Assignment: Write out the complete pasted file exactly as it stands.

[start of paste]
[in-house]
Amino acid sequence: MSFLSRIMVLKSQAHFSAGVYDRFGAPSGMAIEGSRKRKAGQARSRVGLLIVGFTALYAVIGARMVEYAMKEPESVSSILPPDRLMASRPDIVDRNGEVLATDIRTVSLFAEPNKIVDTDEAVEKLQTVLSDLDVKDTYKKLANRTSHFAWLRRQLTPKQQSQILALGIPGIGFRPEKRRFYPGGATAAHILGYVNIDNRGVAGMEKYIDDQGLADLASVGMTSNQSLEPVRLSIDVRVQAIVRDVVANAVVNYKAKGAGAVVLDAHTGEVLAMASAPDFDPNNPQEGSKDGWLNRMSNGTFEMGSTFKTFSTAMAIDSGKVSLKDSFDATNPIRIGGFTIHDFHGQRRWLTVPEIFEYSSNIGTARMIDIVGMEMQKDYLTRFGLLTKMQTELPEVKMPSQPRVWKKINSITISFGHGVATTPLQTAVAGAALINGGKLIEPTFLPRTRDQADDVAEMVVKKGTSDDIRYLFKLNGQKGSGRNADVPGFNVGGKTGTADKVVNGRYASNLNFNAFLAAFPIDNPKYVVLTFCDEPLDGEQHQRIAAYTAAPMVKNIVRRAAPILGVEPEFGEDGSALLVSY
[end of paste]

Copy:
[in-house]
Amino acid sequence: MSFLSRIMVLKSQAHFSAGVYDRFGAPSGMAIEGSRKRKAGQARSRVGLLIVGFTALYAVIGARMVEYAMKEPESVSSILPPDRLMASRPDIVDRNGEVLATDIRTVSLFAEPNKIVDTDEAVEKLQTVLSDLDVKDTYKKLANRTSHFAWLRRQLTPKQQSQILALGIPGIGFRPEKRRFYPGGATAAHILGYVNIDNRGVAGMEKYIDDQGLADLASVGMTSNQSLEPVRLSIDVRVQAIVRDVVANAVVNYKAKGAGAVVLDAHTGEVLAMASAPDFDPNNPQEGSKDGWLNRMSNGTFEMGSTFKTFSTAMAIDSGKVSLKDSFDATNPIRIGGFTIHDFHGQRRWLTVPEIFEYSSNIGTARMIDIVGMEMQKDYLTRFGLLTKMQTELPEVKMPSQPRVWKKINSITISFGHGVATTPLQTAVAGAALINGGKLIEPTFLPRTRDQADDVAEMVVKKGTSDDIRYLFKLNGQKGSGRNADVPGFNVGGKTGTADKVVNGRYASNLNFNAFLAAFPIDNPKYVVLTFCDEPLDGEQHQRIAAYTAAPMVKNIVRRAAPILGVEPEFGEDGSALLVSY